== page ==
A dedicated student at a school badly affected by the concrete building crisis has said he is concerned about the impact it is having on his education.

Pupils at St Leonard’s School in Durham have been unable to return to full time face-to-face learning since the start of term.

The school has a large amount of RAAC (Reinforced autoclaved aerated concrete) in its buildings and there are now not enough safe classrooms for the 1,400 children.

Read more: Protest planned over RAAC disruption at St Leonard's School in Durham

Parents are calling on the Government to prioritise a planned rebuild of the school and in the meantime authorities are trying to find new places for children to learn.

Now, four weeks into the new academic year, changes to school life are beginning to take a toll.

Some pupils are only in school one day a week and then, for many, it involves learning with clipboards in corridors instead of at desks, or in a busy sports hall.

James Ramshaw, from Sacriston, who is year ten, chose to study history geography and German for his options at GCSE, but the school is focussing only on core subjects.

He fears his education is suffering across the board.

The Northern Echo: James Ramshaw is in year ten James Ramshaw is in year ten (Image: Gavin Havery)

Read more: St Leonard's School in Durham with RAAC tried to get funding years ago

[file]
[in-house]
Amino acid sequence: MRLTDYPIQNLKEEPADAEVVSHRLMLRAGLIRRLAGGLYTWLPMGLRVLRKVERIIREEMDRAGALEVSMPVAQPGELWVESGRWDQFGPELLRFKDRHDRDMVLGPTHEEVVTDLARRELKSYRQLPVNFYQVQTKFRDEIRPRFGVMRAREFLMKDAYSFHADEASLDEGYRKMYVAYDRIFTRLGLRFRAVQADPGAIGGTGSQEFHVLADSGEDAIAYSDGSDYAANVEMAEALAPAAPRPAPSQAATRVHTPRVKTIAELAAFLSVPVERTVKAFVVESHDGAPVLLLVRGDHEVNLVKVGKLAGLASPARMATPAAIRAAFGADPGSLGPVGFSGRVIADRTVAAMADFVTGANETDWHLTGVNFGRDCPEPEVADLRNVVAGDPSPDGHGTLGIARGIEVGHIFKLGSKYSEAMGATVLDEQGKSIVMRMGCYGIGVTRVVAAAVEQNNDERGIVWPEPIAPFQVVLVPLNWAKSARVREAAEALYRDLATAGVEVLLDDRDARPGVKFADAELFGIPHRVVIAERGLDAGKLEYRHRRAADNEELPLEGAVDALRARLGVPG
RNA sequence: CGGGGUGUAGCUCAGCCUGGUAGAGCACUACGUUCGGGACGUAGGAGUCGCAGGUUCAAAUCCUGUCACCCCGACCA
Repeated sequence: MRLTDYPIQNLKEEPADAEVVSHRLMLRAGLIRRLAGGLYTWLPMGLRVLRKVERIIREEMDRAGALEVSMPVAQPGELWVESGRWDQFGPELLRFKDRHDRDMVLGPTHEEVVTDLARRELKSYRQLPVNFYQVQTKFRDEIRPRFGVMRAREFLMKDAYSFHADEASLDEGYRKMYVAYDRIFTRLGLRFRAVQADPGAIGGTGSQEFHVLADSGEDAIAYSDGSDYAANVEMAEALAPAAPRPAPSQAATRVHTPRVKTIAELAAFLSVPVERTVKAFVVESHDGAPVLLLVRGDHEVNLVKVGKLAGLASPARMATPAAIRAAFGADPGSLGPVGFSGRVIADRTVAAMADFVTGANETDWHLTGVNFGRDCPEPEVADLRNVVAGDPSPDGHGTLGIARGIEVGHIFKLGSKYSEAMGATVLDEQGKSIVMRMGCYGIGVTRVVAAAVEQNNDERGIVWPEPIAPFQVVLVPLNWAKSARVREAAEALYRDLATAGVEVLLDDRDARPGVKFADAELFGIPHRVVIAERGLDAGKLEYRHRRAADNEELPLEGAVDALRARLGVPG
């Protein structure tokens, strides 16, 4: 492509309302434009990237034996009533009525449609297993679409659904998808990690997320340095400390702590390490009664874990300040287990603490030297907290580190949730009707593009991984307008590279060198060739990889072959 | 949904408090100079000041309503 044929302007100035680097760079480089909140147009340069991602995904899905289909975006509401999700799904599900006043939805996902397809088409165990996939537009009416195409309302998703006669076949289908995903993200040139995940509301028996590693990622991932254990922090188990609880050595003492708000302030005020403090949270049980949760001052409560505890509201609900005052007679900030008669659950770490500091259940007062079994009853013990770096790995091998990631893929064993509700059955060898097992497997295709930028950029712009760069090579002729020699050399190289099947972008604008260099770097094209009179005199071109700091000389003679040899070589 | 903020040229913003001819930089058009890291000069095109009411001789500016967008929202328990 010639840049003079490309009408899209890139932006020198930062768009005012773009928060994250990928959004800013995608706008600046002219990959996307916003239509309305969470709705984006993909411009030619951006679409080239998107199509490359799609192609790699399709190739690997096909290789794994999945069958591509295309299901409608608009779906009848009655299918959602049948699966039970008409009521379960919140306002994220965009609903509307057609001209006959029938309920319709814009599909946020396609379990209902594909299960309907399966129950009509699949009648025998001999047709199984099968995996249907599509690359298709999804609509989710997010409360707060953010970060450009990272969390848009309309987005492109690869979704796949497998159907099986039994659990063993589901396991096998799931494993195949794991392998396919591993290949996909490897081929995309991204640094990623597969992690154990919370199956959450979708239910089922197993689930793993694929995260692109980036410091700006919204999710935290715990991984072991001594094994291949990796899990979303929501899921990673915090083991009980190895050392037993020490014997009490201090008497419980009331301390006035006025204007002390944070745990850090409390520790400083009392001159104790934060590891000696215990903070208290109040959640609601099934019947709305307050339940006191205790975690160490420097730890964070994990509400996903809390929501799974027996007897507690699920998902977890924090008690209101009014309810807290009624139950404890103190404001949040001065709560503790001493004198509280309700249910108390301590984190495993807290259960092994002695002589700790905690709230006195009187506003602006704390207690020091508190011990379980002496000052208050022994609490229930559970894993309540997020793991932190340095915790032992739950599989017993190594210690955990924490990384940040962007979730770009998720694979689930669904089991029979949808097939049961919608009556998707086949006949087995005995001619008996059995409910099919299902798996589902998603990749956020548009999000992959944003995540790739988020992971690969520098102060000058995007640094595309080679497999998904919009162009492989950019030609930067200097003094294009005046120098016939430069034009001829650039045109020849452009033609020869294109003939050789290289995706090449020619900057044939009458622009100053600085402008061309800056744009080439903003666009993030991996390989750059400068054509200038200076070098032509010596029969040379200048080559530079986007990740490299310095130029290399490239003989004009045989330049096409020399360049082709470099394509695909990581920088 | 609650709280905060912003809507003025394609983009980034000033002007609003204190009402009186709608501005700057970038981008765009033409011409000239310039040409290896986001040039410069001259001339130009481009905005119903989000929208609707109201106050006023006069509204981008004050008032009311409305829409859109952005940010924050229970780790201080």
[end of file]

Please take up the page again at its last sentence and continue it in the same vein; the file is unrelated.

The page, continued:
The 14-year-old said: “We have fallen behind compared to other schools and other kids who have done lessons every single day are ahead of us so it is a bit worrying at times. I cannot lie.

“It could potentially affect A-levels if we should be covering that stuff.

“It is not the best situation but we cannot fault the teachers. They have tried their hardest.”

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James is one of a generation of youngsters where school life has already been severely affected by lengthy absences due to Covid lockdowns.

He said: “We have just come back from the six weeks and have been coming in for two days a week and previously it was one day a week.

“In school though we have been in classes of up to 100 people so it is the whole year group.

“There is online school, but it is hard to concentrate at home. I would much rather be at school learning.

“I just wish it could be sorted.”